Accused cop denies Muslims were turned away from Narmada dam

August 8th, 2008 - 10:17 pm ICT by IANS  

Ahmedabad, Aug 8 (IANS) After his transfer from Narmada Dam site for allegedly refusing Muslim tourists entry to the picnic spot, a Gujarat police officer Friday said he was being “wrongly painted with a communal brush”. “To paint me with a communal brush is most unfortunate,” said police inspector B.M. Rajvanshi, who was posted out of the Sardar Sarovar dam site Thursday following a news report accusing him of disallowing Muslim families from entering the spot.

“I have been helping Muslims. But when it is a question of security every one, irrespective of position, must accept security checks. If not, Ahmedabad (like) blasts could be waiting to re-visit us again at our own peril,” Rajvanshi, now posted to Rajpipla’s Local Intelligence Bureau (LIB), told IANS.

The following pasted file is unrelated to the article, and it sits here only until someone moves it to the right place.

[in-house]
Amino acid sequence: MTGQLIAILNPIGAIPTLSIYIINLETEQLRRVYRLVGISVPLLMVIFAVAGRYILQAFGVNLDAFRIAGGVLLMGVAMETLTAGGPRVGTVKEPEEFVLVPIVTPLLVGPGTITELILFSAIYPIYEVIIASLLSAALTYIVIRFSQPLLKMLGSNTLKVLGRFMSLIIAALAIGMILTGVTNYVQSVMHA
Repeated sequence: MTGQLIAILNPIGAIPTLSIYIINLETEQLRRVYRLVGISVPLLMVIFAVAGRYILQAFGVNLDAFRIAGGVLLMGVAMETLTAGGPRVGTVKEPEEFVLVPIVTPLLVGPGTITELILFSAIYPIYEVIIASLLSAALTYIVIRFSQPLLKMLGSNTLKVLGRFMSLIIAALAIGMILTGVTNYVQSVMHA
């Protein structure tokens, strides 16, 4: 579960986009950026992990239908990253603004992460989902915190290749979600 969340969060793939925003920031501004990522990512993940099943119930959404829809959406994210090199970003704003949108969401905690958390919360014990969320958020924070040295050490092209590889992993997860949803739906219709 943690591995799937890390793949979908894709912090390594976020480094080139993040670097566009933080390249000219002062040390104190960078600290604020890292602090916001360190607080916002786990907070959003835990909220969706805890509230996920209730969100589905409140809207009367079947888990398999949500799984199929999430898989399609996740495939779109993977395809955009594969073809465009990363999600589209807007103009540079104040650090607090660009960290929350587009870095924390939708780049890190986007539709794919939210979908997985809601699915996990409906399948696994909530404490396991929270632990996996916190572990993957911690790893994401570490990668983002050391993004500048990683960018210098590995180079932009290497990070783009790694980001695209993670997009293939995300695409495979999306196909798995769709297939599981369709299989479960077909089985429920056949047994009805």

Narmada district police chief Khurshid Ahmed told IANS Friday that Rajvanshi’s “is a routine administrative transfer. There is no more to it.” But the accused police officer said he had requested for the posting as early as July 7.

A report published in a national English daily Wednesday said many Muslim tourists, including a chartered accountant and his family and a visiting London-based NRI family, were not allowed to enter the dam site Sunday and Monday, allegedly because patrolling cops found they had Muslim names.

However, Rajvanshi denied the report and threatened to lodge a report against the scribe who had reported the incident.

“I am going to file an FIR against the correspondent for defaming me (and) saying I discriminated against Muslims,” said a furious Rajvanshi.

“I had told the reporter in detail what exactly transpired. Yet the story has been sensationalised and I am unfairly accused of communal bias,” Rajvanshi said.

“The Muslim NRI family had come late evening. When I asked for the passport they had none. With the state on high alert and no proper papers I had to refuse them entry.”

He said the media had developed a habit of targeting duty-conscious policemen.

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